By Iida Sirviö Published: 22 June, 2021 Last updated: April 25th, 2022 at 11:32 am

image of guide to client retention

Years of experience have taught us how successful marketing funnels don’t end client acquisition – they end in client advocacy.

Our complete guide to client retention will show you how to retain customers, how to measure retention and what customer churn is.

What is client retention?

Client retention is engaging with your existing clients so that they continue to buy your products or services.

On average, retaining an existing client is 5 times cheaper than acquiring a new one and according to research, only 18% of businesses focus on customer retention. 

This means that the majority of your competitors are missing out on an effective growth opportunity. This is specially in industries like SaaS where the CAC (customer acquisition cost) is very high, so retention shouldn’t only be your focus – it should be your priority.

If you’ve been pouring all the hard work solely into client acquisition, it’s time you balance your marketing efforts with some client retention strategies as well.

PRO TIP: The probability of selling to an existing customer is 60-70% whereas selling to a new customer is only between 5%-20%.

How to measure customer retention

Before you start taking measures to improve your client retention, first it’s important to get a good grasp of your current situation. 


Because you can’t know if your client retention strategies are working without measuring and tracking the results.

One way to measure your client retention success is to calculate your Customer Retention Rate (CRR). CRR is the percentage of customers that a company has retained over a specific period of time.

CRR FORMULA = ((Customers at end of period – New customers during this period) / Total customers at the start of the period) x 100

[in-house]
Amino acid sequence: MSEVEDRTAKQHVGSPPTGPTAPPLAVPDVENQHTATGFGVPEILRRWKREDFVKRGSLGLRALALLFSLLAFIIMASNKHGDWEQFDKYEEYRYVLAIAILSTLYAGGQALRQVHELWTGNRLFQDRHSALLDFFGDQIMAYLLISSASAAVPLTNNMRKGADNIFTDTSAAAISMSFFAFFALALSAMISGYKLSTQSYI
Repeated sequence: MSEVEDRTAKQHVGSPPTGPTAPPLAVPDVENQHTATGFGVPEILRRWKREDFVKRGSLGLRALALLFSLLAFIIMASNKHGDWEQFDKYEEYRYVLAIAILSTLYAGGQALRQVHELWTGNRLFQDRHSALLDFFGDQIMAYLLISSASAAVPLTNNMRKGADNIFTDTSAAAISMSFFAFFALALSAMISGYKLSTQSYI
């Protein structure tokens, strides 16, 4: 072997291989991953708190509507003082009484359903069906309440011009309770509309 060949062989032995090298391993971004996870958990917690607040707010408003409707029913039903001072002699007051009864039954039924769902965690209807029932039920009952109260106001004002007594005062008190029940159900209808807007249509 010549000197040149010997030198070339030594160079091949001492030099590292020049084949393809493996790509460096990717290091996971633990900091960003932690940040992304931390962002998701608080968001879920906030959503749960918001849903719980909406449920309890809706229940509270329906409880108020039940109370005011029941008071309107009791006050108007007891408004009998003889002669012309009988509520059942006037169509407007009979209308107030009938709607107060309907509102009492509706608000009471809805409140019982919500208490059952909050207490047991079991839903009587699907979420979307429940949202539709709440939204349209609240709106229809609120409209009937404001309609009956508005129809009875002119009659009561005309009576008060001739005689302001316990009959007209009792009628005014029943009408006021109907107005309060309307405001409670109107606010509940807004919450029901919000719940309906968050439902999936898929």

For example, if in the beginning of the month you have 100 clients, and by the end of the month 65 are still your clients, your monthly CRR would be 65%.

Average CRR rates change a lot between different industries. Whereas the banking industry has an average CRR of 75%, SaaS CRR hovers around only 35%. 

CRR, however, is not the only metric that’s used when it comes to client retention. Many use Churn Rate, which is the inverse of CRR.

What is customer churn?

Churn rate measures the percentage of customers your company has lost over a specific period of time. 

CHURN RATE FORMULA = (Lost Customers / Total Customers at the Start of Time Period) x 100. 

For example, if your business had 100 customers at the beginning of the month and lost 35 customers by the end, your Churn Rate would be 35% 

So, what does this tell you?

Well, not much until you can compare the rate with previous months and connect it with potential reasons for churn. It’s important to understand that not all client retention strategies work for every business. To find out what exactly your business needs, you need to first understand why your clients churn. 

PRO TIP: Where CRR and churn rate are useful, they shouldn’t be measured in isolation. CLV (Customer lifetime value) can be a useful additional metric to understand the big picture.

Why is your churn rate so high?

There are few ways to find out why your customers churn. However, they all have a common theme: listening to your customers.

Ideally, you should listen to them already before they churn so that you can prevent it. But listening and collecting feedback especially after churn is vital in order to improve your strategies.

Here are some ideas how to find out reasons for customer churn:

  • Set up a compulsory feedback before customers are able to churn and then monitor these answers
  • Monitor online review platforms and social media for feedback
  • Start a survey for your existing clients
  • Talk to your customer service personnel
  • Analyze the online activity of the customer who churned

What are the main issues your clients are facing? Are there any recurring themes that keep showing up? 

And there’s your answer for where to get started.